A Vision for the Future
We’re faced with a real unique situation. Some might see it as a problem that we need to solve, but I see it as being very incredibly lucky because I love thinking about this stuff. We’re in a time and place where a toolkit for a new medium is dropped in our laps and there’s a lot to find out about it.
So I started this question of how to address search in AR with the expectation that this might be a life question and something I’ll take a try at now. When brainstorming AR or immersive search, my main question is how does a spacial dimension change things. My first approach to this was to imagine video “options” that unfolded as someone walked into a collision event. So search results relating to a video would drive the plot forward and be a mixture of stream of (internet) consciousness and choose your own adventure.
But anytime I hear, choose your own adventure, I come to a full stop.
Using depth and environment seem to be the big breakthroughs with AR. Most things I’ve made and most things I’ve seen so far have been similar to spatial-VR (or VR in AR), where you drop a camera feed on a unity scene. I’m excited to start interacting more with environment, it’s a really amazing moment for cinema (once it adopts it), and see the future of search coming from situational details. With ML and content recognition, you’re walking down the street with your AR contacts, watching some story all around you, and the objects you see will inform how the story develops and what assets are added. It’s a strange form for search to take, maybe there’s room for more user input.
This week my main goal was to open up my project so that users wouldn’t rely on just my collection of narrative elements. That’s a bit tough for the type of elements I’ve created so far – since they’re illustrations drawn in a specific style, I wanted to find something that matched that a little. Using google images API, you can narrow the search down to animated line drawings – that’s pretty close. It’s not ideal and I want to build up my repository of illustrations, but for now it’s a quick way to get a wide range of material in there.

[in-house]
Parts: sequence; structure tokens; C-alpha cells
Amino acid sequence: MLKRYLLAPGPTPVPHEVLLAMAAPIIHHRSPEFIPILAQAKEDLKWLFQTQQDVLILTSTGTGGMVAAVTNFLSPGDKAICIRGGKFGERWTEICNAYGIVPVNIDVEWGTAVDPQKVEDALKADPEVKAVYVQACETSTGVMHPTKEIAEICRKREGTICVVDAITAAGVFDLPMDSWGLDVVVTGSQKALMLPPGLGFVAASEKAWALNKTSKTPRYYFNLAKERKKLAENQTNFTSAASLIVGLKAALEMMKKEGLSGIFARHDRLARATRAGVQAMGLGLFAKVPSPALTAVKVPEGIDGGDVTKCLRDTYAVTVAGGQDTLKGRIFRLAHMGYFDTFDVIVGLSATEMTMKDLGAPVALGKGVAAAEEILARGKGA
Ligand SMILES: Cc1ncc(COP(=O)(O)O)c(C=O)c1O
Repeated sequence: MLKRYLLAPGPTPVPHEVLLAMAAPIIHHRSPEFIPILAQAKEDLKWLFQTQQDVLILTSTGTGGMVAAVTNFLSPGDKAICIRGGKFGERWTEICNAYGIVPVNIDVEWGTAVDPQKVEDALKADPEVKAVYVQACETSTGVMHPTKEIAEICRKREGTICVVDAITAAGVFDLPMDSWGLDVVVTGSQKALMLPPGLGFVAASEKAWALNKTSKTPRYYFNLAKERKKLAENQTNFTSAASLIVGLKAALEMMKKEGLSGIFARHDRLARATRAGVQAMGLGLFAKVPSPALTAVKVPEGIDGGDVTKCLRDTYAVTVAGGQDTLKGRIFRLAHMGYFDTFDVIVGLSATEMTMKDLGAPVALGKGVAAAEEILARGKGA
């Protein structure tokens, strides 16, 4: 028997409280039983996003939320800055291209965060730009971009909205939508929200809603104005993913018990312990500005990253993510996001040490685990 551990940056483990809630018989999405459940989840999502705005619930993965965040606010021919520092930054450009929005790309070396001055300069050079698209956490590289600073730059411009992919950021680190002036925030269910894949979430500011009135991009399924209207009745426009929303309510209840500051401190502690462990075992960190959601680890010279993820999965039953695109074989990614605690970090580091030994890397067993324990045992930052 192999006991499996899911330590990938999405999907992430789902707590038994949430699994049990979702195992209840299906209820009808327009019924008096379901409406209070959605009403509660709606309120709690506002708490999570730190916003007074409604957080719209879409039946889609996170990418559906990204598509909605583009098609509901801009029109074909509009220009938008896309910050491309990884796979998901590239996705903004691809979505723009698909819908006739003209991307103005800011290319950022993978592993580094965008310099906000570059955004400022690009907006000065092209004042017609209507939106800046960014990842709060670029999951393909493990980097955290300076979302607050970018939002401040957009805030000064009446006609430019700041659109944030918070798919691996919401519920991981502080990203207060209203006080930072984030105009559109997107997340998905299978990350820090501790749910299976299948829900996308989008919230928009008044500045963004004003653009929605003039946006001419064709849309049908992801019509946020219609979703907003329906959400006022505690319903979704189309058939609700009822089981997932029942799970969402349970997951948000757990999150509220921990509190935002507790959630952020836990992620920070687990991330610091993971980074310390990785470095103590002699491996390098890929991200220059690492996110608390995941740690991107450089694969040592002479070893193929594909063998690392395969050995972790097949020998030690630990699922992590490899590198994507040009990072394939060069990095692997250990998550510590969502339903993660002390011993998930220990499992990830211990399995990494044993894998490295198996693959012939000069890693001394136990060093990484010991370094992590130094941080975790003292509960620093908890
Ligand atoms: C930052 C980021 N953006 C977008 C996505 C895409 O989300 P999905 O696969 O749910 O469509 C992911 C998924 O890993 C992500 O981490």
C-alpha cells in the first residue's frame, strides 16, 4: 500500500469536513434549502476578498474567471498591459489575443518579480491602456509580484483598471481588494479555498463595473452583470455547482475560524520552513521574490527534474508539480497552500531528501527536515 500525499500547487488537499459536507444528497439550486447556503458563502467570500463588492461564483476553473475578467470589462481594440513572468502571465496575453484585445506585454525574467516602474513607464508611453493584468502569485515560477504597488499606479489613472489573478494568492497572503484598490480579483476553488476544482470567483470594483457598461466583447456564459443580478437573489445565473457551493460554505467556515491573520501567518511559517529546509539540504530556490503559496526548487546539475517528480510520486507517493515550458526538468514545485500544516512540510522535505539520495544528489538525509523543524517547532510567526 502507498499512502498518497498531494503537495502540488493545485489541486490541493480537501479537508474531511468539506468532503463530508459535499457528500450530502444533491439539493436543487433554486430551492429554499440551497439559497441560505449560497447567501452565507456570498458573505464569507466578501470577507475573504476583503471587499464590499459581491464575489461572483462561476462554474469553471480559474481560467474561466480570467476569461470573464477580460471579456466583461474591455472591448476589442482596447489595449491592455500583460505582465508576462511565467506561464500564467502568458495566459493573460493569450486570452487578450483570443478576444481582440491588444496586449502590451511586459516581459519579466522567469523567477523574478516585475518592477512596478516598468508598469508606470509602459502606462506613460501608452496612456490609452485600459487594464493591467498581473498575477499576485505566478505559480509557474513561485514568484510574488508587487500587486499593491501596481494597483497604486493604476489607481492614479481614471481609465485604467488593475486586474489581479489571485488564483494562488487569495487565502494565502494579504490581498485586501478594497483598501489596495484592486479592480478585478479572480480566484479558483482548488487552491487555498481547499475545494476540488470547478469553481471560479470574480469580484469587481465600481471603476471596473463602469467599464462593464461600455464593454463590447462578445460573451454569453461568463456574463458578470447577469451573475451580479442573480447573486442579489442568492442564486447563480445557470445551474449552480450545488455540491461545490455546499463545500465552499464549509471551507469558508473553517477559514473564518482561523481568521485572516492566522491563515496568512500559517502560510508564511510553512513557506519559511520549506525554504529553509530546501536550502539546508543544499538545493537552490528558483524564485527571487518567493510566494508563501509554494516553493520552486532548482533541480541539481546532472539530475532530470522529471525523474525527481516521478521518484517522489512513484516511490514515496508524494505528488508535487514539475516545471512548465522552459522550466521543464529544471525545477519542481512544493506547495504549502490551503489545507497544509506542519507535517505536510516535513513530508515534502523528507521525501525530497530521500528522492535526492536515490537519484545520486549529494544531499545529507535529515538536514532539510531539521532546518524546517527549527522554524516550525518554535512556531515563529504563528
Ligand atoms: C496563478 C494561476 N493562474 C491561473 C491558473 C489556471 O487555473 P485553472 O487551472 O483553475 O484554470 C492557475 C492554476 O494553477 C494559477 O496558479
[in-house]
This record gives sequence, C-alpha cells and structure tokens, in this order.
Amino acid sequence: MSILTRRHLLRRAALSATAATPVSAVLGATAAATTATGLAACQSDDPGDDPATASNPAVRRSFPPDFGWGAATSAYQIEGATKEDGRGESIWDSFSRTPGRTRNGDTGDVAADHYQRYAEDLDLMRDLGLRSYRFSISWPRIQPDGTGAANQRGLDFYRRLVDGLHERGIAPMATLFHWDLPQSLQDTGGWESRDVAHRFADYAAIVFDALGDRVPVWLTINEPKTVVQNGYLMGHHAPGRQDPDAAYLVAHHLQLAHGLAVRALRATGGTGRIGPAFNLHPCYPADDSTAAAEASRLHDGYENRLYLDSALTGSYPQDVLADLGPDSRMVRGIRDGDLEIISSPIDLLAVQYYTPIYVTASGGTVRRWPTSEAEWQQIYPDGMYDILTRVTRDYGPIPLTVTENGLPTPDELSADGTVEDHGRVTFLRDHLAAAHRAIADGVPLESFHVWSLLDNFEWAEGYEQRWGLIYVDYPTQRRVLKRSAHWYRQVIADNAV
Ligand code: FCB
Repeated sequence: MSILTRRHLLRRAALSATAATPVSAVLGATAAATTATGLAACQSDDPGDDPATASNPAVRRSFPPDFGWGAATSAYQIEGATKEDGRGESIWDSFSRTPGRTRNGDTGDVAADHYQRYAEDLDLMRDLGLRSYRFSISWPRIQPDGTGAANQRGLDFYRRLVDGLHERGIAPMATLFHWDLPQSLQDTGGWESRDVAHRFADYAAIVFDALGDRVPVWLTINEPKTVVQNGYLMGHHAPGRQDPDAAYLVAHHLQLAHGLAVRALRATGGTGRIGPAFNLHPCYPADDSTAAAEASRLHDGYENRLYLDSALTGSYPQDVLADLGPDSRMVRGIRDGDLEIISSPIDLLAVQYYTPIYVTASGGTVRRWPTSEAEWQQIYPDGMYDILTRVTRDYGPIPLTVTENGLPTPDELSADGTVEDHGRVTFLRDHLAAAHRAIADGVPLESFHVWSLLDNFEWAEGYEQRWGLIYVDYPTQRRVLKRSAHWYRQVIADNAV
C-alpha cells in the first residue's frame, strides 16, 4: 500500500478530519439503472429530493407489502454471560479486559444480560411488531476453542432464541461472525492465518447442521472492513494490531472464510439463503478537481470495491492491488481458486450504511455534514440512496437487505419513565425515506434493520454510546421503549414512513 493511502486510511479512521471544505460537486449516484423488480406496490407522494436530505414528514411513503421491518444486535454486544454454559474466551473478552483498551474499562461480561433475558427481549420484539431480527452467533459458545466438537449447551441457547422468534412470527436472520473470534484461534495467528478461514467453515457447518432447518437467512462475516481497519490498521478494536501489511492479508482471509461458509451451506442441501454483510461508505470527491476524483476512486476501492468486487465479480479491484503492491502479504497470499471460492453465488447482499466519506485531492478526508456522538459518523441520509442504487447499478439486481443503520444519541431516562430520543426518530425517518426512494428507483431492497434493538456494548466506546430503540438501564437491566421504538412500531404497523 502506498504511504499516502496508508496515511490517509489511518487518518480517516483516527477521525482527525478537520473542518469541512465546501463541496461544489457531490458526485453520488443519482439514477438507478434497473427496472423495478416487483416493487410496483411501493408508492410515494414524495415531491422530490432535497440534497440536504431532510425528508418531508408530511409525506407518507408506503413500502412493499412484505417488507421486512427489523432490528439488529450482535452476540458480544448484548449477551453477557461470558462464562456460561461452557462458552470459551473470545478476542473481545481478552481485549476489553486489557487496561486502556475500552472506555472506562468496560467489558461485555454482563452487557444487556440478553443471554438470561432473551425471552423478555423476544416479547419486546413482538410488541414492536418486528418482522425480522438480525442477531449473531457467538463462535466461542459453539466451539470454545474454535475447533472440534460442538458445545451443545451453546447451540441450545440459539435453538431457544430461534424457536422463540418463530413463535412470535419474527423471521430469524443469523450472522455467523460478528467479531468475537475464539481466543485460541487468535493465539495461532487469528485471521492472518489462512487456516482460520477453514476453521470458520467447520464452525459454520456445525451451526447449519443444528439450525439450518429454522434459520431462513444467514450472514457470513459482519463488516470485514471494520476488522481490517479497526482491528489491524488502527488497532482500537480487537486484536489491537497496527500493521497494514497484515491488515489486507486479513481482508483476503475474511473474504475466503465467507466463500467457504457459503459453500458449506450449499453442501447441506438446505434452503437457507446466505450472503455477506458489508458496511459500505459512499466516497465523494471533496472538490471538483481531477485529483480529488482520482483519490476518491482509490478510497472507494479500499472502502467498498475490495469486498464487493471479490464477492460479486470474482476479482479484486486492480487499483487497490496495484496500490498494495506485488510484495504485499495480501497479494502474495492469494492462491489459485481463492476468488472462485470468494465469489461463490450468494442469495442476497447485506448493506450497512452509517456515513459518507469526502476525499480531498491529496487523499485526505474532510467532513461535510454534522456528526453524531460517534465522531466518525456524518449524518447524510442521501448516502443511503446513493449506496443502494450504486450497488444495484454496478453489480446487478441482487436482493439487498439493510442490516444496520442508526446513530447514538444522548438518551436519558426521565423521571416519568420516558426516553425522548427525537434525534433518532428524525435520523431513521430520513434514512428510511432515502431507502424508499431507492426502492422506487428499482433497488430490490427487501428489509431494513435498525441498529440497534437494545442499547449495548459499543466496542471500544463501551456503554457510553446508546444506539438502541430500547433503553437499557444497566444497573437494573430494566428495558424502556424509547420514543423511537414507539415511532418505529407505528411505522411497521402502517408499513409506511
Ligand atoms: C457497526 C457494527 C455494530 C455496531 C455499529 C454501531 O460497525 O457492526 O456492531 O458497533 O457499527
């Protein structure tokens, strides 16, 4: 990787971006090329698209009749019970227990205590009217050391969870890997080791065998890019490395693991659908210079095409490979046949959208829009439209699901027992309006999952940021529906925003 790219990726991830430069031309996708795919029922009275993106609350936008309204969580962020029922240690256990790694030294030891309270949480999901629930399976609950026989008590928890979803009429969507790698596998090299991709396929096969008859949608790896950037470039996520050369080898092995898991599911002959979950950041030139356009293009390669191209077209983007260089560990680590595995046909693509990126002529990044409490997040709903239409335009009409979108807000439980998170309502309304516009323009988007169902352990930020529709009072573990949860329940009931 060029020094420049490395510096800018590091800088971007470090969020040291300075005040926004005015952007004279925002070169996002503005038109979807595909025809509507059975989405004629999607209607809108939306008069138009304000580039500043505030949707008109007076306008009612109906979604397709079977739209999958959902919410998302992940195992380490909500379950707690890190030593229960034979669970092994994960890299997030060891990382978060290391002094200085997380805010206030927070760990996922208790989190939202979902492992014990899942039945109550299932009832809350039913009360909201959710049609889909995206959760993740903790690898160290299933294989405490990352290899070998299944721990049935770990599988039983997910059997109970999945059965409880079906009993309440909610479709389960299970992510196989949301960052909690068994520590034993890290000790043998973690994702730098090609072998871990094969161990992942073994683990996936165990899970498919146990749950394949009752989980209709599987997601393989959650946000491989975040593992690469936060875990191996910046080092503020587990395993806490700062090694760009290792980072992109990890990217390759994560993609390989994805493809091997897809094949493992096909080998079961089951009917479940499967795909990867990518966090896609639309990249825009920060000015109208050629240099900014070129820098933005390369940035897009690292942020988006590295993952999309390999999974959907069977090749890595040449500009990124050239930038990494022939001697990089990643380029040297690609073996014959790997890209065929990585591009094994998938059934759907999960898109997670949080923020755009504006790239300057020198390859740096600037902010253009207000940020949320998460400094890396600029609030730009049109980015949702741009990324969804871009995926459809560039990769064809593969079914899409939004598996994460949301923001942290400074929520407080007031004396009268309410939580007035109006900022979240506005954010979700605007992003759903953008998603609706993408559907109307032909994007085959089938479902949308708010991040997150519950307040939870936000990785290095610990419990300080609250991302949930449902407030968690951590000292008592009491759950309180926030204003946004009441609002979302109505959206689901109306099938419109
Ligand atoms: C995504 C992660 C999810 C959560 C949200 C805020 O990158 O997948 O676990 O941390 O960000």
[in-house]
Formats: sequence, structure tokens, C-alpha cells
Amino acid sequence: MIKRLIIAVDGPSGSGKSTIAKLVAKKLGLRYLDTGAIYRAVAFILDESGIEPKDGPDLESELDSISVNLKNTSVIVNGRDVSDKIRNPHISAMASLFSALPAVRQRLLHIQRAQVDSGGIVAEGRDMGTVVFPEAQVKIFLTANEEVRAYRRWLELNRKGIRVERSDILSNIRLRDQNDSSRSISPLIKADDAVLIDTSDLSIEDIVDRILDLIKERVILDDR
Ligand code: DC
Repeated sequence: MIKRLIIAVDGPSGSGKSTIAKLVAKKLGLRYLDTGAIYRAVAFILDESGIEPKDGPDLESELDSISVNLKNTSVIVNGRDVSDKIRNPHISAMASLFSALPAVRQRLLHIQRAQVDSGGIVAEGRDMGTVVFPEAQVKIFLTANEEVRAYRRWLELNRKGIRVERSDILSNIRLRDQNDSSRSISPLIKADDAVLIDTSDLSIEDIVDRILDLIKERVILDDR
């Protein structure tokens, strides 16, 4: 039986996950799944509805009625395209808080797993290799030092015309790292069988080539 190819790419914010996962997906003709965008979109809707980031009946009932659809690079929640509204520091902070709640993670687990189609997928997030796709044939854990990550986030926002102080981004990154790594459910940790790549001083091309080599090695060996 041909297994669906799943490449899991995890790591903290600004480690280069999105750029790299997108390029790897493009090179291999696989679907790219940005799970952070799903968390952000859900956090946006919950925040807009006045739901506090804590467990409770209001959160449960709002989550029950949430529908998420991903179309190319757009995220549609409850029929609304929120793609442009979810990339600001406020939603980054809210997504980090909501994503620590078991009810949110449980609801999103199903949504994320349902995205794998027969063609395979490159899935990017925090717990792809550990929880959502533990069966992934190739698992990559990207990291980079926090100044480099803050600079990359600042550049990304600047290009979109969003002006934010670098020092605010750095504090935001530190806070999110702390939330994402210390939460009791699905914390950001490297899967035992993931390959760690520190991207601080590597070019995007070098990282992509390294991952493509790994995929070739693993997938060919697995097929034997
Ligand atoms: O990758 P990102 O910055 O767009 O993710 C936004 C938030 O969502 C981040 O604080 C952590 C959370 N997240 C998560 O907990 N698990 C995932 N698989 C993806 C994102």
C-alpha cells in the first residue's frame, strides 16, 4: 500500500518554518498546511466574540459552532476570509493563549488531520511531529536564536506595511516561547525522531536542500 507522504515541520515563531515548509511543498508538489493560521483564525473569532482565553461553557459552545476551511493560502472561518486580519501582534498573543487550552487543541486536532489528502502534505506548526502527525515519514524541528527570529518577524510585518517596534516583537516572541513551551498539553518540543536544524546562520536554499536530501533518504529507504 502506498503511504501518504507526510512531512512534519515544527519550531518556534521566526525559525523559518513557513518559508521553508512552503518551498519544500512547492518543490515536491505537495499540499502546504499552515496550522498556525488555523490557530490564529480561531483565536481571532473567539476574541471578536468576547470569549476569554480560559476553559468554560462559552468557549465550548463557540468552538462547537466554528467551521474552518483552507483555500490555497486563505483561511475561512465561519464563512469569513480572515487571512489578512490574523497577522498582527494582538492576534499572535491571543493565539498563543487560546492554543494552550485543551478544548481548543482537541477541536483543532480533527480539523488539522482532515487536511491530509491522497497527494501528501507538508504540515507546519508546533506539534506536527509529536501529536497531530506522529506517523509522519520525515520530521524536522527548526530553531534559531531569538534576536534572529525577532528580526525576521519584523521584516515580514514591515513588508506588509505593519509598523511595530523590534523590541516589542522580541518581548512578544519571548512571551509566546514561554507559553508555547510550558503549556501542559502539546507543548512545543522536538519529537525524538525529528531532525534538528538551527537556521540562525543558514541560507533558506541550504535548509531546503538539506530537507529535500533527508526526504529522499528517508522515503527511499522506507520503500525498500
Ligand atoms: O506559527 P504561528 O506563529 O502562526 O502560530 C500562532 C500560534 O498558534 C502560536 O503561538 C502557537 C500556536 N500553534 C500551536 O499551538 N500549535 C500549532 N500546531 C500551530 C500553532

So unfortunately, for now, I think we still need to rely on a text based search, or a combination of that and related image searches to assets chosen for the scene (each of the illustrations would have a tag). For the interaction I’m thinking of spatial component that layers results in transparencies back in space. If possible, I’d like to create a preview where the plane that would hold the video would show what each option looks like in the space.
In practice I ran into a lot of problems integrating a basic image search in unity. Since I’m working spatially, poly makes a lot of sense and has a great repository, so even though it doesn’t match exactly what I’m up to, it’s a good placeholder. I connected its API with Unity and set it up so that when an asset in the scene is selected, it’s tag is searched in Poly (for example astronaut is tagged with “space”). I took the top three results and displayed it above each object.
Otherwise I completely redesigned the UI and have some real gesture functionality that works great. Users can select each illustration (with bounding boxes), position, rescale and rotate them. Next up is making a delete option for too many videos, and eventually a timeline that controlled a sequence of events would be a game changer for creating stories.
Give us your big picture ideas about how emerging technologies and new forms of storytelling will change the media landscape. Please use category ‘Vision’